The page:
Heat pumps: potential adjunct to air-conditioners when coping with extreme temperatures

Image: Heat Pumps get their name from how they work, not what they do. So they heat OR cool based on the desired temperature you want to achieve on your thermostat. Sierra Club
Downtown Pittsburgh seen through smoke from Canadian wildfires in late June.

Erica Smithwick: A practical, financially helpful way to fight climate change

This summer, Pennsylvanians across the state were forced to endure some of the most dangerous levels of air pollution we’ve seen in decades. Smoke from the Canadian wildfires lingered in our communities for days, causing schools to shut down, suspending outdoor activities, and bringing our normal everyday lives to a halt. Make no mistake — this is just a taste of the future our children will inherit if we don’t act urgently on climate change.

While wildfires are nothing new to our natural environment — certain kinds of ecosystems actually depend on wildfires to allow animals and plants to flourish — the wildfires we’ve seen lately are becoming larger and more intense. Study after study shows that climate change is creating hotter, drier conditions that allow wildfires to spread uncontrollably.

Simply put, a heat pump is an electric device fixed to the side of your house that moves warm air into your home when it’s cold outside, and out of your home when it’s hot.

These infernos and the toxic pollutants they release will only continue to harm our neighborhoods and children’s health if we don’t do more to fight climate change. Fortunately, there’s one tool every Pennsylvanian household can utilize to make a real difference. I’m talking, of course, about a heat pump.

Most people know about solar panels and electric cars, but heat pumps sadly haven’t quite broken into the mainstream yet. But despite its clear marketing problem, a heat pump is something every Pennsylvanian invested in safeguarding the planet for future generations should know about.

Simply put, a heat pump is an electric device fixed to the side of your house that moves warm air into your home when it’s cold outside, and out of your home when it’s hot. Instead of emitting harmful, heat-trapping gasses into the air like ordinary furnaces and air conditioners do, heat pumps use heat that’s already there, in the air or in the ground.

Moving heat around is a lot less energy-intensive than producing it, so a heat pump is significantly more efficient than HVAC systems that rely on dirty energy. Call it a clean energy heater and cooler, a green temperature controller, or whatever you want — just know that this device has the potential to slash your home energy bill by up to 40% while reducing your home’s heat-trapping emissions.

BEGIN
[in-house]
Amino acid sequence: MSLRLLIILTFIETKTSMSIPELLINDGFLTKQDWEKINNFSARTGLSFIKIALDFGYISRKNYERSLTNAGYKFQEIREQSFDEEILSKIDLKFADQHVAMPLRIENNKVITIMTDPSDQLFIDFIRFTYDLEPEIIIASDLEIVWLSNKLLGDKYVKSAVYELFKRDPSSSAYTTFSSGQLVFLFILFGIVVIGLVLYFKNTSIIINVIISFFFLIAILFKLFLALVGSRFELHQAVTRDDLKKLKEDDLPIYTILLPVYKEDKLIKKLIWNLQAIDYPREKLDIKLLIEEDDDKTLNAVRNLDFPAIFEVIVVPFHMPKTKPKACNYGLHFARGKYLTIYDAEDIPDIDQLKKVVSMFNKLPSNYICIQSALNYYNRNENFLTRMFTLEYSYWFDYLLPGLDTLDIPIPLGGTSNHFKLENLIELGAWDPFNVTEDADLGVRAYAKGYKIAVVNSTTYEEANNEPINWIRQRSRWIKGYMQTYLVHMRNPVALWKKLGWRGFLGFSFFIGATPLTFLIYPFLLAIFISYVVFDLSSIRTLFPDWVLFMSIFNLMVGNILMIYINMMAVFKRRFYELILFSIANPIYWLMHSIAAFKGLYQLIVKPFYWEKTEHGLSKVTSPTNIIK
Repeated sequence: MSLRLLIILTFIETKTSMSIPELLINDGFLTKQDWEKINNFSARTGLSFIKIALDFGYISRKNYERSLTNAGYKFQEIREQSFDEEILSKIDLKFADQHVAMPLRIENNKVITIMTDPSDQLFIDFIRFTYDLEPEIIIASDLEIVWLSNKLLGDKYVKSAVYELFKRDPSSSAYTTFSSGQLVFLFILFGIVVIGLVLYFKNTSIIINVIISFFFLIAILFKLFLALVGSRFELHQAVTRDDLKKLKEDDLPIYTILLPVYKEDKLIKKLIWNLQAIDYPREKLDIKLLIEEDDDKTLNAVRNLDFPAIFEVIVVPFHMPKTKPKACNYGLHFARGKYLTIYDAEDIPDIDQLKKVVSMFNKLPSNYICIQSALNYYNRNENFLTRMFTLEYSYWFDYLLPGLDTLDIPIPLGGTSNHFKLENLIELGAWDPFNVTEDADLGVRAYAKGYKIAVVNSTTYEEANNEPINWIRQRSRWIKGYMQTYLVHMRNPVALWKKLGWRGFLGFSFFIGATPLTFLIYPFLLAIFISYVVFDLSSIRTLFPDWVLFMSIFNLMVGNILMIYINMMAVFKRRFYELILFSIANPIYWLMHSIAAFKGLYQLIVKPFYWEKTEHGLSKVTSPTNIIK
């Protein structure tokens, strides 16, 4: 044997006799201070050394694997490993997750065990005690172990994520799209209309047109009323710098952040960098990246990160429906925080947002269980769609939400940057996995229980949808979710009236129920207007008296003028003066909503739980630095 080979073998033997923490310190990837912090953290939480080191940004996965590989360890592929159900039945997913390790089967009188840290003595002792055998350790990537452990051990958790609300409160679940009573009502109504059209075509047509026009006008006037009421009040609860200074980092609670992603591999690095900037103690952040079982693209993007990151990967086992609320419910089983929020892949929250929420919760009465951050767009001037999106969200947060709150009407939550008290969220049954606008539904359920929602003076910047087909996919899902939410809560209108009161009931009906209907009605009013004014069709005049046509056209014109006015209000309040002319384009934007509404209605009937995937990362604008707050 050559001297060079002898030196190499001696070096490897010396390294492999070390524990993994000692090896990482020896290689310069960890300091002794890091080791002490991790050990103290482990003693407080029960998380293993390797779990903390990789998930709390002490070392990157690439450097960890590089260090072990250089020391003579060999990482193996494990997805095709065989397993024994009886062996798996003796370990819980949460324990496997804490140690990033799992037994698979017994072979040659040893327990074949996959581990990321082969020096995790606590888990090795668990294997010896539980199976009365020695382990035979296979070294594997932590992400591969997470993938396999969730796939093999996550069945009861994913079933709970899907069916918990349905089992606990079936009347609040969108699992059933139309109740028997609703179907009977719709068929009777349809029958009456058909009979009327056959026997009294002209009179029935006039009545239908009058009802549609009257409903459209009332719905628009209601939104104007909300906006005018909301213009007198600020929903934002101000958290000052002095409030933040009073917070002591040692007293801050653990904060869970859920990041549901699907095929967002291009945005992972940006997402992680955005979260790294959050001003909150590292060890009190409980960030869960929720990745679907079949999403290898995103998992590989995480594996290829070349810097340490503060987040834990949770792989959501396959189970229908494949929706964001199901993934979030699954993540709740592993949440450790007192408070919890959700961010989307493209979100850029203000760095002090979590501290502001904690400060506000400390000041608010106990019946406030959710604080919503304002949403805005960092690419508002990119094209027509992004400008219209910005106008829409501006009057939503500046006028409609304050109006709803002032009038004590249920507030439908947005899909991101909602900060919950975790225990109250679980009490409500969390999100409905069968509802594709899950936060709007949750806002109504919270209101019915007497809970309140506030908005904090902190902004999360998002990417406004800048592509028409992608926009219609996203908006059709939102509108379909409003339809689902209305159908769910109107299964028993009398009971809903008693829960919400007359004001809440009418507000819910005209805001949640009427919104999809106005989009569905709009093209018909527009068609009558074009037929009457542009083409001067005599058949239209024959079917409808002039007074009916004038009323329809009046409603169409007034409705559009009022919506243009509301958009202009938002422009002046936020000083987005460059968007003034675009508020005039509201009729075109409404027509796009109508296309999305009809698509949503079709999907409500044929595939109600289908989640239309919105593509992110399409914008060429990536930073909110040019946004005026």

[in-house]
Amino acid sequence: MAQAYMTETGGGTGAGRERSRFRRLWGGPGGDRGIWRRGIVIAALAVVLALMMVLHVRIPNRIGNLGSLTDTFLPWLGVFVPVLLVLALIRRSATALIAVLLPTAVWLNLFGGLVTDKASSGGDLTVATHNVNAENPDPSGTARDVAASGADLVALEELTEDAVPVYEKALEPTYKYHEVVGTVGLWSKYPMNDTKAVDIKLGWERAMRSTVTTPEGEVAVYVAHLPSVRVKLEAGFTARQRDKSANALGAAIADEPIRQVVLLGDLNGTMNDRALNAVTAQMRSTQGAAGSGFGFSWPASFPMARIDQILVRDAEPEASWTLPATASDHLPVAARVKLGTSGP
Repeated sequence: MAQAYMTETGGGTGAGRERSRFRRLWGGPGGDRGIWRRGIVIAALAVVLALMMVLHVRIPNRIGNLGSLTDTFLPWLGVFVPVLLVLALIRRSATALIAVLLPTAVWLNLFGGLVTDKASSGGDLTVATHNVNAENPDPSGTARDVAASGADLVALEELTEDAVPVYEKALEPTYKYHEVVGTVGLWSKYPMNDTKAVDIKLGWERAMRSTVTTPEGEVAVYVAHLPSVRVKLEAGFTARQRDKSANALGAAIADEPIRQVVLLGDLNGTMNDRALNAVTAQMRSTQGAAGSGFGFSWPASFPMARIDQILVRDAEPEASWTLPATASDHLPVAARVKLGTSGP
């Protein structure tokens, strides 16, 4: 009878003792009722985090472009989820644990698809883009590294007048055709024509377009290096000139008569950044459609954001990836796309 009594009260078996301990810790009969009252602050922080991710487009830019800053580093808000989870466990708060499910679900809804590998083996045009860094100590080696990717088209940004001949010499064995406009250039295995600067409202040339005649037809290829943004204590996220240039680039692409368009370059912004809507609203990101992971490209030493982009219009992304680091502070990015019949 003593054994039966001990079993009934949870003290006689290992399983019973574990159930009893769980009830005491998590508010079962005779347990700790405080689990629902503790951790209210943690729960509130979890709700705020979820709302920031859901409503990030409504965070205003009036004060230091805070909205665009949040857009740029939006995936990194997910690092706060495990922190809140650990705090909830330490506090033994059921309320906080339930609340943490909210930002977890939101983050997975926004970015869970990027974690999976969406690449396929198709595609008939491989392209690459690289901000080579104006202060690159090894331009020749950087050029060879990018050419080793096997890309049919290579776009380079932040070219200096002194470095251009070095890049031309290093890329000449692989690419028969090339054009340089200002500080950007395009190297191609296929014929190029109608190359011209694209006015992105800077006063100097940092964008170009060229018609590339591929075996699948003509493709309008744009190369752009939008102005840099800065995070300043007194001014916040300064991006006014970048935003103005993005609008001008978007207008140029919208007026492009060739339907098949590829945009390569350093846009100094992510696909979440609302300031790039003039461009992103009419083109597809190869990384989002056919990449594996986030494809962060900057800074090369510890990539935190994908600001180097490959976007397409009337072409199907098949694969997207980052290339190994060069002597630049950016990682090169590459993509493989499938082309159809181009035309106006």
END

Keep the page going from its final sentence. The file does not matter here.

Heat pumps are both a pocketbook issue and a planet Earth issue. I am a member of Science Moms, a group of climate scientist moms who encourage other moms to fight climate change, and who look at the practical intersection of climate change and basic life issues.

Compared to the energy my family was using in our old house with electric baseboard heat, the heat pump in our new home has provided us with noticeable savings — we have more home to heat but still a cheaper electric bill. And I love that I barely have to adjust the temperature and I’m never too hot or too cold.

Instead of emitting harmful, heat-trapping gasses into the air like ordinary furnaces and air conditioners do, heat pumps use heat that’s already there, in the air or in the ground.

At a time when two-thirds of Pennsylvania homes rely on fossil fuels burned at the home for heating — more than double the number that uses electric — and fuel prices continue to be extremely volatile, it’s more important than ever for residents to start exploring alternative ways to heat their homes and encourage their friends, neighbors, and family members to do the same.

Fortunately, with last year’s federal clean energy laws, it became easier to get a heat pump. The federal rebate for a heat pump will cover up to 30% of the costs (up to $2,000) to purchase and install one. This is on top of state clean energy discounts available exclusively to Pennsylvanians.

USA new laws: The federal rebate for a heat pump will cover up to 30% of the costs

While the cost of a heat pump, even with government discounts, is not insignificant, it’s important to look at not just what you’ll pay upfront, but what you’ll save down the line. According to the Department of Energy, switching to a heat pump can save a household up to $1,000 per year, and it will also insulate you from fluctuating fossil fuel prices.

The economic potential of a clean energy transition is enormous, as heat pumps specifically are expected to soar in demand. Lastly, Pennsylvanians have the option to choose who supplies their home’s power, and a quick search can tell you if there’s a cleaner, cheaper energy source you can switch to.

It’s never been easier to invest in tools like heat pumps. As climate change continues to harm our children in more dangerous ways — just like this month’s wildfires — it’s paramount to take advantage of the resources available to keep our kids safe. Their future depends on it.

Erica Smithwick is distinguished professor of geography at Penn State University, where she directs the Earth and Environmental Systems Institute. Information about Science Moms can be found here.

Heat Pump 101: The Lowdown on the Hottest (And Coolest) Appliance You’ve Never Heard Of